Below is our initial take on recent bankruptcy-related developments:
WeWork plans bankruptcy filing as soon as next week, report says, in startling reversal from its heady days as a tech industry superstar| Fortune
The Wall Street Journal reported on Tuesday that WeWork plans to file for Chapter 11 bankruptcy in New Jersey as soon as next week. WeWork stated it had been having conversations with creditors regarding improving its balance sheet and taking necessary steps to rationalize its real estate footprint.
S&K Take: Looks like the next oft-discussed megacase is upon us. Many interesting ramifications of a WeWork bankruptcy, including the impact it will have on urban center commercial real estate. Landlords are already having trouble keeping their buildings occupied. If WeWork rejects a majority of its leases, there could be a lot of (more) pain in the sector. And if the report is right, chalk another one up for the Garden State, which is becoming the bankruptcy jurisdiction du jour. Curious to know if this one was planned for Texas with an NJ pivot (based on unnamed recent events), or always headed down the Turnpike?. Needless to say, we will probably be talking about this one next week.
Multiple law firms representing hundreds of former members of the Boy Scouts of America have asked U.S. Bankruptcy Judge Laurie Selber Silverstein to let their clients out of their commitment to a “quick pay” process with respect to their abuse claims.
S&K Take: The Boy Scouts plan has survived every attack to date, including the latest request for a stay pending appeal so that the Purdue Supreme Court decision could be considered. The Third Circuit shut down that option this week. While the plan remains intact, some of the mechanics of the plan are being scrutinized. The plan provided for a type of summary adjudication of claims, with those claims being paid quickly, but only in the amount of $3,500. Now it seems that some of the claimants that opted for the quick pay want to have their claims considered under the long form process with a potential for higher recovery. Judge Houser, who is overseeing the trust, has said the choice cannot be changed and the deadline is the deadline. We will see if Judge Silverstein agrees.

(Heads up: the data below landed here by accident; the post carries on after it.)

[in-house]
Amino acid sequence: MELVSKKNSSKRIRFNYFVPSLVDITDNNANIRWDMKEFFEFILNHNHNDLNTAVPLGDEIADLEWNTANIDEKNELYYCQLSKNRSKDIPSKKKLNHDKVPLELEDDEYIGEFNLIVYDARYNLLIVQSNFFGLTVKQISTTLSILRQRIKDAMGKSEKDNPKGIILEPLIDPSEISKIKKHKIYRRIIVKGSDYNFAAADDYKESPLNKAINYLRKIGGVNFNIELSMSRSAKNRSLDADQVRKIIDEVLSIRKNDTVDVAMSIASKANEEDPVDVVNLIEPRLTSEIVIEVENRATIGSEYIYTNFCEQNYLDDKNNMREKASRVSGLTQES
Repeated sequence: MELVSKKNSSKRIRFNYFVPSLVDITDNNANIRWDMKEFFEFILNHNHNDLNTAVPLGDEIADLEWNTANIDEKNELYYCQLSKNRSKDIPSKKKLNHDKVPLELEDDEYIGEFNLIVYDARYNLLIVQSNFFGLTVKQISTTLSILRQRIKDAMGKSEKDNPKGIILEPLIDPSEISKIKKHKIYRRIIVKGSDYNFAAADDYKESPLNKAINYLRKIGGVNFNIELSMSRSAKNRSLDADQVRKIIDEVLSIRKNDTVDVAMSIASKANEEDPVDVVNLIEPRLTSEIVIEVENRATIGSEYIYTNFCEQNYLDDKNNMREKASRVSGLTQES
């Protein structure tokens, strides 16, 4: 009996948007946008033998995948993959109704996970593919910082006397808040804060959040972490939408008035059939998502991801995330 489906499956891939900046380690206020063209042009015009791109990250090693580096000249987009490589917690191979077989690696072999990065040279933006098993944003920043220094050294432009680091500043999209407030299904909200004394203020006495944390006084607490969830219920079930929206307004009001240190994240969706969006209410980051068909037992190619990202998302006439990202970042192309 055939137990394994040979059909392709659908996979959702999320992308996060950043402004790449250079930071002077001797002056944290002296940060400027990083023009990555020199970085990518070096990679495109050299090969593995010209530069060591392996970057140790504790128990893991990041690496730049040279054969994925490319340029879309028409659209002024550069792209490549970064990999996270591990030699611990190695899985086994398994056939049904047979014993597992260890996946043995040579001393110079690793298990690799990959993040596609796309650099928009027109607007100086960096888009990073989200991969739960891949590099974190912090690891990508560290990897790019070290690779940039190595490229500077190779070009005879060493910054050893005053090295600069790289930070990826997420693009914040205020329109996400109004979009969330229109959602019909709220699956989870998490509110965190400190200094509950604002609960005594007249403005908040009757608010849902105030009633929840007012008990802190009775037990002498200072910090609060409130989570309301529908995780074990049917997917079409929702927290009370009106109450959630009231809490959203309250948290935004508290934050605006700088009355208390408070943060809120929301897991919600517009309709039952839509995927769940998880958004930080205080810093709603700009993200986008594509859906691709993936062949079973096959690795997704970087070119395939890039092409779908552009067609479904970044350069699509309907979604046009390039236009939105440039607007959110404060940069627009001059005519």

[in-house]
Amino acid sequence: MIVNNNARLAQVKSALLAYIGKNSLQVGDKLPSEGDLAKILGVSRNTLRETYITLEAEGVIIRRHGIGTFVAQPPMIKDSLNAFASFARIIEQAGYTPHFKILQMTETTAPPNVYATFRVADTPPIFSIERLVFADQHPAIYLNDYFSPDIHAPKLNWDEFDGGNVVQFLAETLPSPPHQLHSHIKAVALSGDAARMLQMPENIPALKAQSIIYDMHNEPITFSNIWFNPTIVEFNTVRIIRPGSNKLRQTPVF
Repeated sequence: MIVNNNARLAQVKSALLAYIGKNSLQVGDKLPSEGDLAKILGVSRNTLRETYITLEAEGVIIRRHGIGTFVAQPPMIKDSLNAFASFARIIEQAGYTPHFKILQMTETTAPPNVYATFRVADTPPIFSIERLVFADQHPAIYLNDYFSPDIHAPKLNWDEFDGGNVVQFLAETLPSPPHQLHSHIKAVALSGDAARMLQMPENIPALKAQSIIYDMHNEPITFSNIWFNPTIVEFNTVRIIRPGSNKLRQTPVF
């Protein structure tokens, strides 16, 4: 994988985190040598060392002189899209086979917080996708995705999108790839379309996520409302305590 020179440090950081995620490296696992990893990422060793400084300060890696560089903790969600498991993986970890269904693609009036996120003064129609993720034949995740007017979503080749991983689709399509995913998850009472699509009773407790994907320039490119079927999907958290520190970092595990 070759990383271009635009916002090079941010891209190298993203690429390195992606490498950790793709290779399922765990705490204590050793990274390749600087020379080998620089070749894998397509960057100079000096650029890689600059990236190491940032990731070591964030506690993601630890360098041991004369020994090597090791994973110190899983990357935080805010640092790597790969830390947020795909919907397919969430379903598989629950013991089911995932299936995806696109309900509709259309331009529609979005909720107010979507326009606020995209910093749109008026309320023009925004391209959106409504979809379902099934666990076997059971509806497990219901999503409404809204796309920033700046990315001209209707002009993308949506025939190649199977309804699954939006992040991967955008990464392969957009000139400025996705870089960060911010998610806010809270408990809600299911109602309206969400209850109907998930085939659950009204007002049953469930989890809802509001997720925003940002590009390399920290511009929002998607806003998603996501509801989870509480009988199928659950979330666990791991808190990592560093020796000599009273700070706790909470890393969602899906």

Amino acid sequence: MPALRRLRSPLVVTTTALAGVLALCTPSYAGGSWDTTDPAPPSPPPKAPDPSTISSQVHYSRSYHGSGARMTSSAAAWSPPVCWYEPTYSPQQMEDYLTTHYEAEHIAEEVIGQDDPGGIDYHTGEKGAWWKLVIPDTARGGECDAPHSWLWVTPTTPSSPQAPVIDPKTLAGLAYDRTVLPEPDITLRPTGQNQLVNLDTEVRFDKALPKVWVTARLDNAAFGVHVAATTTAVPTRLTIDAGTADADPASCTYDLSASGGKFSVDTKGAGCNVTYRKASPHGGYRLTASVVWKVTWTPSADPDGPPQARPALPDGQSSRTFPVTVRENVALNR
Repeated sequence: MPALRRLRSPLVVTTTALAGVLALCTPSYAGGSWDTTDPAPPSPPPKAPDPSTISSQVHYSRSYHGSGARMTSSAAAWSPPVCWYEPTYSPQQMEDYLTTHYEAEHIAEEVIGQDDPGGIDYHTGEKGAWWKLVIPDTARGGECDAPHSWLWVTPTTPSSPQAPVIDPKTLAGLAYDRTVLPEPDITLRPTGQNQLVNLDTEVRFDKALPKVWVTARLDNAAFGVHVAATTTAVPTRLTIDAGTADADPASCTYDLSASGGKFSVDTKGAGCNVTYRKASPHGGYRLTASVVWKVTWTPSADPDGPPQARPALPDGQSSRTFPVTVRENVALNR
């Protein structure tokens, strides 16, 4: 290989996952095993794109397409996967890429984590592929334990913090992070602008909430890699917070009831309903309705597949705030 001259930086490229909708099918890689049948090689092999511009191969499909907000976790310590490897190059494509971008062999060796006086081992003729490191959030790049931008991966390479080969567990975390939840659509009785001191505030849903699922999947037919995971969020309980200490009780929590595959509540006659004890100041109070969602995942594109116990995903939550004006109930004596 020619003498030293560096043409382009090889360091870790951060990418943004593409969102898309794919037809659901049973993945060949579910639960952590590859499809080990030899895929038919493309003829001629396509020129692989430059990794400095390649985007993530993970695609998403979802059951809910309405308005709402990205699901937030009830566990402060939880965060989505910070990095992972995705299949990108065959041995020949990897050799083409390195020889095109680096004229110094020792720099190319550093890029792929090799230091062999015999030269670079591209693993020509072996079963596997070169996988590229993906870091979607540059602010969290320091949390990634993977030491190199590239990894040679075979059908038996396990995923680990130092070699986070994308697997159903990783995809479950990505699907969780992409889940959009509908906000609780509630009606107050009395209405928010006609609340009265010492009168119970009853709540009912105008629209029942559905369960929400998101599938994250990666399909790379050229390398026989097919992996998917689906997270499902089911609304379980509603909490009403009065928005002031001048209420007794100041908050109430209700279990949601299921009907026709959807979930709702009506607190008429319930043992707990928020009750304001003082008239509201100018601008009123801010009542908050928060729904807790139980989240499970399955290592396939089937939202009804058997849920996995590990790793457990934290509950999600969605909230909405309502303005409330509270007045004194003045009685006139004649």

Jack Cooper Transport, one of the largest U.S. privately owned auto transport companies that counts General Motors, Ford and Stellantis as its primary customers, is considering a long-shot bid for Yellow as a going concern. The piecemeal liquidation of Yellow Corp’s trucking and terminal assets could start in December, in a deal that is presumed to value its real estate at $1.5 billion and its fleet of vehicles at hundreds of millions of dollars.
S&K Take: Interesting turn of events here. Yellow had some robust interest in its shipping centers, with the current bid at about $1.525 billion. Now it appears as though Jack Cooper, with at least some semblance of support of the Biden administration, is looking at making a going concern bid for the company. Clearly the government would like to salvage the 30,000 union jobs at Yellow, particularly with about a year until the 2024 election. Nice to see third party interest in the assets of a bankrupt company for a change. Who knew?
On Monday, Crypto exchange Bittrex was permitted bankruptcy court approval to shut down its operations in the U.S. after months of effort to give repay deposits to its customers. U.S. Bankruptcy Judge Brendan Shannon accepted Bittrex’s bankruptcy plan, allowing the company to emerge from bankruptcy with a wind-down plan that will fully pay existing creditors.
S&K Take: A different take on a crypto bankruptcy—just return all of the assets to the customers over the course of the case, and have a little bit left over! This was distinguishable from most of the other cases of course. When Bittrex filed they didn’t have a massive hole on the balance sheet (looking at you, recently convicted fraudster SBF), so the path forward was a little more clear. They were only dealing with the SEC. Still, all things considered, a nice and relatively expedient result.